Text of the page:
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Minor variety still makes an impact

By Peter Bailey Senior Analyst, AWBC

Malbec is a relatively minor variety in Australia and the area under-vine has been declining in recent years. According to the ABS 2006 Vineyard Survey, there were 425ha of Malbec undervine in 2006. This is lower than the recorded peak of 511ha in 2001, but still higher than the area in the 1980s and 1990s (200–300ha).

Reduced vineyard areas of Malbec contributed to tonnages falling by a quarter between 2001 and 2006, from 4288t to 3203t. The 2007 Australian Regional Winegrape Crush Survey (ARWCS) indicates that Malbec was hit hard by drought and frost with the crop down by just over 50%.

According to the ARWCS, Malbec is priced at a premium compared with the average of all red winegrapes. In 2007, the average price received for Malbec was $916/t compared with $713/t for all red winegrapes.

There were over 200 wineries crushing Malbec in 2006. South Australia is the leading State for production, accounting for nearly 80% of Malbec production in 2006. Victoria and Western Australia are next (each with 7%) followed by New South Wales (6%). In terms of bearing area, South Australia is also number one (69%) followed by Western Australia (15%), Victoria (10%) and New South Wales (6%).

Padthaway accounted for a quarter of Australia’s Malbec production in 2006. The Riverland (17%) and Clare Valley (15%) were next, followed by Langhorne Creek (9%), and Cowra (4%). The top five regions accounted for 70% of total Malbec production. Other regions producing the variety include Margaret River, Barossa Valley, Heathcote and Coonawarra.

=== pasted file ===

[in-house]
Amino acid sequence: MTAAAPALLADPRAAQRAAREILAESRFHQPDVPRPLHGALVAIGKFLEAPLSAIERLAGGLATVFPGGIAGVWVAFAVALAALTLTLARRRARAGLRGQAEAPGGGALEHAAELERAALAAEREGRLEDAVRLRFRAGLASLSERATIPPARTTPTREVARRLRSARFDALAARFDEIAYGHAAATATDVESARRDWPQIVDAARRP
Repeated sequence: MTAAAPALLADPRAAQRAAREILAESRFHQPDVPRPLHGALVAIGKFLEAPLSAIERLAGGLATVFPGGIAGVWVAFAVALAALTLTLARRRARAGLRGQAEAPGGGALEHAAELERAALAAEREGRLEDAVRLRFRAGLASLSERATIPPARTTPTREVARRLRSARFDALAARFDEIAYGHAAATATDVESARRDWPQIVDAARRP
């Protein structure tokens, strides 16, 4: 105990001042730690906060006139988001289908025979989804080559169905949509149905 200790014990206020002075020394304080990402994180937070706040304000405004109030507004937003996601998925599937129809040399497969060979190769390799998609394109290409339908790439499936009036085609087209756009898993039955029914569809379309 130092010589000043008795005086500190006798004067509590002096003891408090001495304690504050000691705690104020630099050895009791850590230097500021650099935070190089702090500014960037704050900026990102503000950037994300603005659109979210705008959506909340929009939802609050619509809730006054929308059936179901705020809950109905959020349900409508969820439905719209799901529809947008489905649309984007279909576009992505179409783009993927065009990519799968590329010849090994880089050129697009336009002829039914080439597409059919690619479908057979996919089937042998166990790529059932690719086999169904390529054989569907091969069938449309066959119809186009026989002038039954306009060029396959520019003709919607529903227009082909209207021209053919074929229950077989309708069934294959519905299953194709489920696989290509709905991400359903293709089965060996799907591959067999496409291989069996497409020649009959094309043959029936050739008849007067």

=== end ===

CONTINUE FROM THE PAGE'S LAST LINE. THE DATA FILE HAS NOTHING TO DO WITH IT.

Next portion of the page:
Western Australia accounted for 90% of the few hectares of Malbec planted in 2006. Great Southern planted the most area in the State followed by Geographe, Margaret River and Swan District.

The volume of Australian Malbec exported grew from just 332,000L in the year ended September 2002 to 972,000L in the year ended September 2007. Reflecting that it is mainly a blending variety in Australia, just 6% was actually bottled and labelled as straight Malbec varietals and 2% was blends where Malbec was the principal component. In contrast, 51% was part of Cabernet Sauvignon blends and 41% as part of Shiraz blends.

Just over 80% of Australian Malbec-labelled exports were shipped to the UK in the past year. New Zealand (4%) and the US (3%) were the other key destinations.

The full Malbec Varietal Report can be found in the Jan/Feb 08 issue of Australian Viticulture.

Seeley International


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